While the majority of business people who bought the rights to operate former state liquor stores are already out of business, some remain determined to find the key to survival in what has proved to be a difficult business. Here are some of their stories.
The former New York financial professional hasn’t made any money yet on his Liquor Liquor store on Pearl Street in Tacoma’s West End. In fact, he says the store still has a negative cash flow every month.
The good news is that those losses are diminishing. The store’s sales were once down 85 percent compared with the state’s store in monopoly times. Now they’ve improved to 70 percent below that level.
Cho, who has the good fortune of having cash to finance his purchase of the store rights, inventory and improvements, said he’s focusing on improving the shopping experience from the days of state operation.
He has spent about $200,000 to improve the store’s look, to bring in new inventory and improve his staff’s knowledge and customer skills. He’s even matching prices with the nearby Safeway to retain customers even if that means losing money on some popular items.
Cho said he found the antiseptic atmosphere he encountered in the former state stores was at odds with his experience in New York, where liquor sales have long been privatized.
He wanted to make his store a pleasant experience and attract more female shoppers. So far, that experiment is working, with the proportion of female shoppers growing along with his business.
He still isn’t drawing a salary, but he hopes that his investment will begin to pay in the coming year.
Andy and Mike Thielen
The two brothers own T Brothers Liquor and Wine in Olympia. Like many of the surviving stores, the T Brothers have greatly expanded their wine offerings to complement their stock of spirits.
And their downtown location is relatively distant from big-box competitors.
Their knowledge of wine and their stock of local products, Andy Thielen said, is the best in Thurston County. “Wine is huge for us,” he said.
But spirits sales aren’t living up to profitability expectations.
Andy Thielen said that while he and his brother might be doing better than other small-store owners, the Legislature and the liquor board need to even the playing field for the former state store owners.
Michelle Tate and Teddy Rayford
The co-owners of Pop’s Liquor on Tacoma’s Sixth Avenue have mothballed their liquor store and are converting about two-thirds of the space it formerly occupied into a sports bar and video game parlor.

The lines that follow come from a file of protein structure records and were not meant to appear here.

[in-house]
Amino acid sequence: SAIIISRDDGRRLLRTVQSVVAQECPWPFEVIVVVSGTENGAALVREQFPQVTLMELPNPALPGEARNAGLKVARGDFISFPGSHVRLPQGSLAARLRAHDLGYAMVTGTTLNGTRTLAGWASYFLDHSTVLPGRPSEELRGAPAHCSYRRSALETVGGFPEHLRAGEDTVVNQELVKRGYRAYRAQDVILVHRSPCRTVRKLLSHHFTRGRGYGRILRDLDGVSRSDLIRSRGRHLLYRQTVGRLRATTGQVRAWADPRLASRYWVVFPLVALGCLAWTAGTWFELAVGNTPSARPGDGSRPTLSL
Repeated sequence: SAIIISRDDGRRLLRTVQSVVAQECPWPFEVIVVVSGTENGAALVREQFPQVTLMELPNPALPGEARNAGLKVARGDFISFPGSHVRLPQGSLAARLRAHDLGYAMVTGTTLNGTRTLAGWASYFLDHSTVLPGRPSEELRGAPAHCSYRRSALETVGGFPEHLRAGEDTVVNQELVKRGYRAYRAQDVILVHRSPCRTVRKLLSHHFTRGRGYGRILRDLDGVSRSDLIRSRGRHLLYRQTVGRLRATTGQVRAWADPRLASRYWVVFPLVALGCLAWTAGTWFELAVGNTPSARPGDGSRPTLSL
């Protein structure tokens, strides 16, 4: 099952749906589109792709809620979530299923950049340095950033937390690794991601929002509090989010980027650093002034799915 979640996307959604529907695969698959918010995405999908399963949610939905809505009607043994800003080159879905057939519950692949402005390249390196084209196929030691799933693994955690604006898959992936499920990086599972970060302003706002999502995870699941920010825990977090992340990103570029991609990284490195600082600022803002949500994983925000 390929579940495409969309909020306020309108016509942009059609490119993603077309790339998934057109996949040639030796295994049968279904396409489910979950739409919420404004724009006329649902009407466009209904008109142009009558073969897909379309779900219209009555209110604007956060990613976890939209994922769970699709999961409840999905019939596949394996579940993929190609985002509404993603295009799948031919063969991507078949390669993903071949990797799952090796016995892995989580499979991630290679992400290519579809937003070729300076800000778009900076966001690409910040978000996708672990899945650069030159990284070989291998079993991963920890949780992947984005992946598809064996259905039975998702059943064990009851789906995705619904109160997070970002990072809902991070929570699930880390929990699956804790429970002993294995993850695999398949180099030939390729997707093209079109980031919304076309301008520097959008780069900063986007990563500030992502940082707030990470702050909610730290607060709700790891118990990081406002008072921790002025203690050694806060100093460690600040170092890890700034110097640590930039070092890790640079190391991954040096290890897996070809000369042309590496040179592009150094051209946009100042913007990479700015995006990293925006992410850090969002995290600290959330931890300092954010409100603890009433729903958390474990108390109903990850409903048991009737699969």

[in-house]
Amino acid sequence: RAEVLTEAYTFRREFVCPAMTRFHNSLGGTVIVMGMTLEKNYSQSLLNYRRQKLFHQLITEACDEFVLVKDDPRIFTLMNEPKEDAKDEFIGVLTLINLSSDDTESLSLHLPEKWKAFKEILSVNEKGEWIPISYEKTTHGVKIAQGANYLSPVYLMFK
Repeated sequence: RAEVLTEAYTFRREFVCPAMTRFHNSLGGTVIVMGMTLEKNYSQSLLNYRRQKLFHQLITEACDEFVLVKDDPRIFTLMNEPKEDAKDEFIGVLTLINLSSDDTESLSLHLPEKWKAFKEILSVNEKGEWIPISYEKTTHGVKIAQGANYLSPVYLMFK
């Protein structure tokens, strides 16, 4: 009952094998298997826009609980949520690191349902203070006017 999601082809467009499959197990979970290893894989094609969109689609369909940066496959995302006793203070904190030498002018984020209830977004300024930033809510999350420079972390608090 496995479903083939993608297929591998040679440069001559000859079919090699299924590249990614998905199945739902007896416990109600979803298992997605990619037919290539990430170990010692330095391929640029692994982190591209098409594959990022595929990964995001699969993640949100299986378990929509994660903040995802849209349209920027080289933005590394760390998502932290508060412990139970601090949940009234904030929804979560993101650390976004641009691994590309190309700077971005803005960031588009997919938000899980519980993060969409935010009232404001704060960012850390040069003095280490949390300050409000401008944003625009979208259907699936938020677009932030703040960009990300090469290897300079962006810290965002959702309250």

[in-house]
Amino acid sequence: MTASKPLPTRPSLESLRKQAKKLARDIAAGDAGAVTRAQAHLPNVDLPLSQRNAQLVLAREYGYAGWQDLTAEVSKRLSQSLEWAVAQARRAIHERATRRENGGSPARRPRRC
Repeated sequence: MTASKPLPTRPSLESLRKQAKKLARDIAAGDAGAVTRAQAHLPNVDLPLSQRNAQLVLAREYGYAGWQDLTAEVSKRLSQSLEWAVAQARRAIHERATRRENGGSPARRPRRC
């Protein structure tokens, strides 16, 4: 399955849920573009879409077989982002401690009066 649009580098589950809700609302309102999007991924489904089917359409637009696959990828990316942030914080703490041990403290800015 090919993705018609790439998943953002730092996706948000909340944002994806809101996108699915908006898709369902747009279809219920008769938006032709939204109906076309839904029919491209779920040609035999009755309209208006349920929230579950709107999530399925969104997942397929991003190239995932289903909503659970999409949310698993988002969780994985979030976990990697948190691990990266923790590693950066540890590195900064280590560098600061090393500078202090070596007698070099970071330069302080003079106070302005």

They plan to open the bar soon.
“We need the cash flow to keep some of those bill collectors away from the door,” Tate said.
They hope to reopen the liquor store when they make progress on some of their accumulated debts.
To build out their new sports bar inexpensively, Tate and her father, Rayford, have scoured Tacoma for inexpensive furnishings and novel decorations. Tate says that despite her father’s so-far unprofitable investment of $500,000 in retirement savings into the liquor store, she has praise for the faithful customers who continue to patronize it and for her landlord who has been flexible about the usage and payments.
Pang acquired the former state liquor store in DuPont near JBLM with the help of friends and relatives. Like others, she has bolstered her spirits inventory with wine and beer, which are more profitable.
Even so, she can’t afford to hire help. That means long hours staffing the store herself to keep the doors open while she hopes for some relief from the Legislature.
Mart immigrated from Romania 22 years ago. He and his business partner bid on Chelan’s only liquor store because it had a relatively high volume in the resort community and the rights to that store weren’t highly contested, thus making the store a comparative bargain in relation to stores in larger towns.
They too have augmented their spirits stock with wine and beer to help pay the bills. They have pared expenses to the bone.
When the store was operated by the state, it had four employees. Now Mart and his business partner, both of whom live in Western Washington, take turns manning the store for two or three weeks at a time. They have rented an apartment in Chelan that serves as their home during their rotations.
Until they recently pared their hours for the winter, they worked 75 hours a week at the store.
Mart said that if the Legislature doesn’t provide some relief, a group of the small liquor store owners are considering mounting a lawsuit against the state.